By Claudia Quesito
The extraordinary times we are experiencing have wide ramifications in our economic, political, social, and individual life, language included. 2020 has indeed brought new words and expressions. Some of them are scientific and technical terms, such as COVID-19, coronavirus, distanziamento sociale.
Then there are terms like droplet, spillover, and lockdown. Italians are using a lot of English terms to talk about the pandemia, which itself comes from the ancient Greek word pándēmos, meaning “affecting everyone.” Newspapers and casual conversations are dotted with phrases like contact tracing and social distancing and such, although in many cases there are perfectly viable Italian equivalents.
At the beginning of the pandemic, Italians mostly used quarantena to generally refer to “being locked down; not being allowed to leave your place if not for valid reasons,” but quarantena clearly hints at forty days: During the Black Death epidemic (in the fourteenth century), forty days was indeed the period for which all ships arriving in Venezia were required to be isolated before passengers and crew could disembark. The first Italian lockdown, however, lasted way more than forty days, and progressively the term quarantena has been replaced by lockdown, or isolamento, which refers to “being locked down because of sickness.”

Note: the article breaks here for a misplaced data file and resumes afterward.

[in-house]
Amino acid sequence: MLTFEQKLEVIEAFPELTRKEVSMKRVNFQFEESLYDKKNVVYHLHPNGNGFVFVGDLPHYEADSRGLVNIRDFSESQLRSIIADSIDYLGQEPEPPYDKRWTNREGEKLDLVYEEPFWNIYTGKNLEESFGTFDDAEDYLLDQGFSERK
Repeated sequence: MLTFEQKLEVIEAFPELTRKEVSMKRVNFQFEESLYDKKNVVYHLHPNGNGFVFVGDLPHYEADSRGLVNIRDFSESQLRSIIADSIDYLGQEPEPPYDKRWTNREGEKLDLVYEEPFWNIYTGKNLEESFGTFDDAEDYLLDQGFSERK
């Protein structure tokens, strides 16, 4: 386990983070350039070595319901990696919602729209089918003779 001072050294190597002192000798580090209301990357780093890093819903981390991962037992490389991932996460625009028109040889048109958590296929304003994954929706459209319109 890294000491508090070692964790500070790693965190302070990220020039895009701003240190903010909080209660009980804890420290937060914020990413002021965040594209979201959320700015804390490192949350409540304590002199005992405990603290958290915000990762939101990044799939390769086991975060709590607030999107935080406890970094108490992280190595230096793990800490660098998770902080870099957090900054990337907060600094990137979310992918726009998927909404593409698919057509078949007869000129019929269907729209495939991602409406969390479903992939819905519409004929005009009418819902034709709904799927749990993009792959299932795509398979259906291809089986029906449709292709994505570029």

Some neologisms are less orthodox, but nonetheless widely used, like verbs such as quarantenare (from quarantena), or tamponare (from tampone, that is, swab). This last verb is interesting because its 2020 edition adds a new meaning to the existing meanings of tamponare: to rear-end, to make a quick fix, or to stop up.
The queen of previously existing words raised to a whole new level, however, is, congiunti, which means relatives. Until April 2020, congiunti was buried in law textbooks; one would have normally said parenti. After the Italian Prime Minister used it during a press conference presenting measures meant to loosen the lockdown (you were, indeed, allowed to meet congiunti), it became ordinary.
Hopefully, the end of the pandemic will bring us some (merry) new terms, or some surprising twists on existing ones. Stay tuned!